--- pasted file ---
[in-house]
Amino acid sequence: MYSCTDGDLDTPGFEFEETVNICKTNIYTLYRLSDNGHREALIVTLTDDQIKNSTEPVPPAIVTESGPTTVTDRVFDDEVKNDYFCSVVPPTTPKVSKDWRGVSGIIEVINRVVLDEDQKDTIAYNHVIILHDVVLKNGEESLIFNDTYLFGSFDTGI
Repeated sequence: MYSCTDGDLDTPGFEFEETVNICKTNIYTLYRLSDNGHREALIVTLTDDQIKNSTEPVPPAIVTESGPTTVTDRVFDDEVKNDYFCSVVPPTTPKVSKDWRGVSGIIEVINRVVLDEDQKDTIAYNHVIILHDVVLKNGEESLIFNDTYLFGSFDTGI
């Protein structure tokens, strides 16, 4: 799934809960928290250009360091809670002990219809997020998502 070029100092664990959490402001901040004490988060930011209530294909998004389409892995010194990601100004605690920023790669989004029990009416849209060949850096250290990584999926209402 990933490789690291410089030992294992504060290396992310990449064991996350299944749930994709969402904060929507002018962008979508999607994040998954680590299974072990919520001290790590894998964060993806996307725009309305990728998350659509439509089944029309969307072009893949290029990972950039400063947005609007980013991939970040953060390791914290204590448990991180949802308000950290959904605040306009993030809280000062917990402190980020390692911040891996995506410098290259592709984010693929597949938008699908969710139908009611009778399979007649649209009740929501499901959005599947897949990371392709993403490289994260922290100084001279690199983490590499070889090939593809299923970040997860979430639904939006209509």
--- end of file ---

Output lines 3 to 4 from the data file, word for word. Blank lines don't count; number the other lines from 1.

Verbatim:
Repeated sequence: MYSCTDGDLDTPGFEFEETVNICKTNIYTLYRLSDNGHREALIVTLTDDQIKNSTEPVPPAIVTESGPTTVTDRVFDDEVKNDYFCSVVPPTTPKVSKDWRGVSGIIEVINRVVLDEDQKDTIAYNHVIILHDVVLKNGEESLIFNDTYLFGSFDTGI
């Protein structure tokens, strides 16, 4: 799934809960928290250009360091809670002990219809997020998502 070029100092664990959490402001901040004490988060930011209530294909998004389409892995010194990601100004605690920023790669989004029990009416849209060949850096250290990584999926209402 990933490789690291410089030992294992504060290396992310990449064991996350299944749930994709969402904060929507002018962008979508999607994040998954680590299974072990919520001290790590894998964060993806996307725009309305990728998350659509439509089944029309969307072009893949290029990972950039400063947005609007980013991939970040953060390791914290204590448990991180949802308000950290959904605040306009993030809280000062917990402190980020390692911040891996995506410098290259592709984010693929597949938008699908969710139908009611009778399979007649649209009740929501499901959005599947897949990371392709993403490289994260922290100084001279690199983490590499070889090939593809299923970040997860979430639904939006209509």